I just responded to a fan who emailed us various theories about the Blade Runner blaster. In addressing his questions, I thought the material would be of interest to fans in this forum:
Many of your observations about the Blade Runner blaster are correct. To clarify, here are a few additional comments:
1. Buttplate finger indentation--
This is right. Having handled reproduction grips that are identical in dimension to the original gun, it is very clear that the extended flat buttplate makes the grip way too small for the average hand. Apparently, the "finger/pinky notch" was added to the buttplate to accommodate Harrison Ford's hand.
2. Fifth LED in magazine bottom--
There is in fact a fifth LED in the magazine bottom. This was an item that appears to have been added later, since none of the stunt castings show this detail. Also, the LED appears to have broken during filming.
3. Stunts molded before some modifications to hero--
You are absolutely correct. The stunt guns indeed appear to have been molded before the hero received additional modifications. Principally, the finger notch (see item no. 1), was a change that only appeared on the hero gun. The fifth LED (see item no. 2) is another example.
4. Black bottom on butt plate--
The buttplate is silver. That is absolutely certain. The black illusion is extremely convincing, but false. This has been absolutely confirmed by comparing various sequential press photos that confirm that the black bottom is an illusion caused by shadows.
5. Laser pointer LED--
I'm less familiar with the pointer, but it's been heavily debated. It appears that a piece of clear acrylic was probably inserted in the tip of the device, so the reflection seen while the gun is on the floor during the film is the clear acrylic reflecting the gun color below it (see the last paragraph in this section for an explanation of this phenomenon). Due to the lighting, it gives the tip a greenish glow.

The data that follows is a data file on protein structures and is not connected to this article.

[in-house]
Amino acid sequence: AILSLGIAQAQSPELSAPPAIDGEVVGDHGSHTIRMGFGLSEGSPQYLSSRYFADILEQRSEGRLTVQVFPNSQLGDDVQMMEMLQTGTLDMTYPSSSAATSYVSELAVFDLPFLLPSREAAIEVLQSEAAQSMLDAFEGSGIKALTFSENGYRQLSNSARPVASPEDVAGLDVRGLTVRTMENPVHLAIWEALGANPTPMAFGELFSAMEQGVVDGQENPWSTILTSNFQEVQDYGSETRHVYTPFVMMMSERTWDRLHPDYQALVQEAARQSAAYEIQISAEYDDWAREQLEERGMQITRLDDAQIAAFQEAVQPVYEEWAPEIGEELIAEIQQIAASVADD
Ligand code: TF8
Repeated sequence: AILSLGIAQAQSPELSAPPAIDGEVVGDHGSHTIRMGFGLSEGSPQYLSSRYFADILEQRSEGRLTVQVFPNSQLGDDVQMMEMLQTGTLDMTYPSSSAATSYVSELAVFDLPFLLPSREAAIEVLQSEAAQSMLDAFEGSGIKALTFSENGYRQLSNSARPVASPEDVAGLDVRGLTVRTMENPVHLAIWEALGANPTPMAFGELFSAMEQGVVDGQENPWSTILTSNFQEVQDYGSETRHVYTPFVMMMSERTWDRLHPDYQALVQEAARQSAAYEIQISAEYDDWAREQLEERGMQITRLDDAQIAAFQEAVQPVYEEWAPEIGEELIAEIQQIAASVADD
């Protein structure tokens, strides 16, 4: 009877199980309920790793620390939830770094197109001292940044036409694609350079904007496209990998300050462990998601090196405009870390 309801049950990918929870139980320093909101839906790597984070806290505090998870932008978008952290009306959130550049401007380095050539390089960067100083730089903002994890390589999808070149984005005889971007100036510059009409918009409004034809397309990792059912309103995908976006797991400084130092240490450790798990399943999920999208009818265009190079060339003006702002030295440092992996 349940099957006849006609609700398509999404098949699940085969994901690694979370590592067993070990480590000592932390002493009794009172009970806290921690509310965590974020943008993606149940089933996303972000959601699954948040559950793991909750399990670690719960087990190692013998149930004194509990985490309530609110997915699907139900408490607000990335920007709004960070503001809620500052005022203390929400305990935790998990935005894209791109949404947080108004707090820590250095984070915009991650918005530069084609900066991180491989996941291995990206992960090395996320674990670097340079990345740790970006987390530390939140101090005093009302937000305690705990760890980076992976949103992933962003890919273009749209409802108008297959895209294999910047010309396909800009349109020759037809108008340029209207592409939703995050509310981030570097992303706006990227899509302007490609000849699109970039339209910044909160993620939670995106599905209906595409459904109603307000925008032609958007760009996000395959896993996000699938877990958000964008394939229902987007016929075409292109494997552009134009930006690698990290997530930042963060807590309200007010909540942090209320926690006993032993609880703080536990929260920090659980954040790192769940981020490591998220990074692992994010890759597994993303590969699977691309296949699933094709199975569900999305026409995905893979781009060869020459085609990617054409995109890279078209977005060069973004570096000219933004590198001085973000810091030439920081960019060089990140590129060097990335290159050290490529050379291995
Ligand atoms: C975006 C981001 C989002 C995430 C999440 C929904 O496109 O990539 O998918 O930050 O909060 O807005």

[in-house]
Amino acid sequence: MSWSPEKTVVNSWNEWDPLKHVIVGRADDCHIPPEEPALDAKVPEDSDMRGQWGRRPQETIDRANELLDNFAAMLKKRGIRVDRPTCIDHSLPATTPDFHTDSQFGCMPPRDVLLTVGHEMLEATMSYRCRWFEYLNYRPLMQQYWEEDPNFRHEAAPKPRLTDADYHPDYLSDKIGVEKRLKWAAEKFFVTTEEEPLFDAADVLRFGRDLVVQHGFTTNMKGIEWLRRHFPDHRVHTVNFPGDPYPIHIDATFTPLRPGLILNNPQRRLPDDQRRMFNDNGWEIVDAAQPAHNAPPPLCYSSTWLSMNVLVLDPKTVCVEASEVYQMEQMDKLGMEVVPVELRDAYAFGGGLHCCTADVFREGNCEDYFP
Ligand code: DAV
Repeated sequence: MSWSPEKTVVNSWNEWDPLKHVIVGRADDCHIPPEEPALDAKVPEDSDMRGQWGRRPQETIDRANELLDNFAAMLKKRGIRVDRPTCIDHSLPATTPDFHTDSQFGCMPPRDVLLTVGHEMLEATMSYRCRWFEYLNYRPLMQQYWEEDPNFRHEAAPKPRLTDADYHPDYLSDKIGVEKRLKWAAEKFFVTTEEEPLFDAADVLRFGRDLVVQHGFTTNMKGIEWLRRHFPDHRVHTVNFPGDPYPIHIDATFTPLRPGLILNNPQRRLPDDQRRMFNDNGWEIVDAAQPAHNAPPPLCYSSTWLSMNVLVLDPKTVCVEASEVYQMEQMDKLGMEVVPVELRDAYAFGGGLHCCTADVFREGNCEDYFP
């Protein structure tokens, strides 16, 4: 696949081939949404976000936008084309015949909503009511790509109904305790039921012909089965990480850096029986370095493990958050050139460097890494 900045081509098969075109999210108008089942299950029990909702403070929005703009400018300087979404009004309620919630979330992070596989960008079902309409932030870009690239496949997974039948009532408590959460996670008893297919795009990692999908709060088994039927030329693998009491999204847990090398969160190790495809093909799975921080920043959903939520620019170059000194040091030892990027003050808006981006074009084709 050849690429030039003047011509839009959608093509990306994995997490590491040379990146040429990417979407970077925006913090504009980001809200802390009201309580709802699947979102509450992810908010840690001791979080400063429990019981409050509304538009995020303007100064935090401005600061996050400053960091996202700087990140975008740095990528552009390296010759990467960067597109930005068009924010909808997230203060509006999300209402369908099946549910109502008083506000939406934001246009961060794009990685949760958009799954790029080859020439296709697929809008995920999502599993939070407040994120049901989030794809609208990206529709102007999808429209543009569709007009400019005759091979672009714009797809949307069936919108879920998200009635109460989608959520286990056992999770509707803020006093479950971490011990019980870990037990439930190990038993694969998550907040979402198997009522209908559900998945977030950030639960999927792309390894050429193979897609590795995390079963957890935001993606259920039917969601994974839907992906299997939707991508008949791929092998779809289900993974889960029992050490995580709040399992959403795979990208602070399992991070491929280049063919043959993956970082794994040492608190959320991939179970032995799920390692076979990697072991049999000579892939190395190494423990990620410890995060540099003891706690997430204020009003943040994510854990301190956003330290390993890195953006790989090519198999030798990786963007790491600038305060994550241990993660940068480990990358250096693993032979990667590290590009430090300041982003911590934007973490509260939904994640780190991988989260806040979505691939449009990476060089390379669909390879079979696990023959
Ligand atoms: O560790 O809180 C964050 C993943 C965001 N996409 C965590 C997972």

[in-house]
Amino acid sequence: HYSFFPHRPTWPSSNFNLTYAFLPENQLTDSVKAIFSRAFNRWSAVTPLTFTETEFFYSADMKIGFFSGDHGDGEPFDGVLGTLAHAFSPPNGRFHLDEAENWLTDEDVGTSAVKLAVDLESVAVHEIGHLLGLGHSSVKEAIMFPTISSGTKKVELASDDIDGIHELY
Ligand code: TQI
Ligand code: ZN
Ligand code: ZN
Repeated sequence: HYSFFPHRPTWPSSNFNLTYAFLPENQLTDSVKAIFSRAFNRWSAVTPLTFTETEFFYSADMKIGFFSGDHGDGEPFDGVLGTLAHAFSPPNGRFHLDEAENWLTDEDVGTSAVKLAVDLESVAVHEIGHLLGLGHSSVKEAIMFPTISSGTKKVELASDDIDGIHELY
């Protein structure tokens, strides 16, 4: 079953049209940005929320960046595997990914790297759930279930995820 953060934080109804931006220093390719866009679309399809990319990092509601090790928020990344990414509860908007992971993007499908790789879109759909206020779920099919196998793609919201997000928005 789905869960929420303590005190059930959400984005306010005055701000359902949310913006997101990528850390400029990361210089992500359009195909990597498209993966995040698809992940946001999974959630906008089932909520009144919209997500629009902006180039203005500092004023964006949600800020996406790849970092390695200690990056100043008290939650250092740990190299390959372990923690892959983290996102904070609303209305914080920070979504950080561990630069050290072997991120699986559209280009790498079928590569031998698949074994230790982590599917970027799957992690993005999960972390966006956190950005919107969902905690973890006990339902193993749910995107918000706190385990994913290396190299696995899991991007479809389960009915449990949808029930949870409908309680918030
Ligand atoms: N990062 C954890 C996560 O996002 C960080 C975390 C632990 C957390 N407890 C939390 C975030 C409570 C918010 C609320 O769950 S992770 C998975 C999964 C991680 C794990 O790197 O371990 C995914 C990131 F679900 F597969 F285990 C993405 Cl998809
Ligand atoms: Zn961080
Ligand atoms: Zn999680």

The pointer is not hollow--as the piece has been confirmed to be a slightly modified jeweler's screwdriver--and therefore is unable to house leads to light an LED in the tip. Besides, where on the gun would the power supply be located? One must remember that this prop was made in 1980-81, when a lot of the sophisticated electronics in existence today had not even been invented.
The green reflection is a common distortion seen throughout Blade Runner. For example, many, many people believed that the stunt guns used in the film had been painted a dull green to distinguish them from the hero gun. A discussion with the property master proved that this theory was wrong. All of the stunt guns were cast in black resin or black hard foam. In conclusion, this proves that due to the lighting of the film, black objects often appeared to be greenish in color.
6. Gun colors--
The pistol frame was a brushed stainless steel, which was an option offered on Charter Arms bulldogs of the period. The Steyr parts were high-polished blue (standard finish on all Steyr rifles at the time). The magazine was polished nylon plastic, the material out of which Model SL magazines and trigger housings were made of.
7. One more thing--
Only one hero gun was ever produced. This has been confirmed by the property master. Additionally, about 12 or 13 stunt copies were made for the movie, with another few copies given to "friends of the production".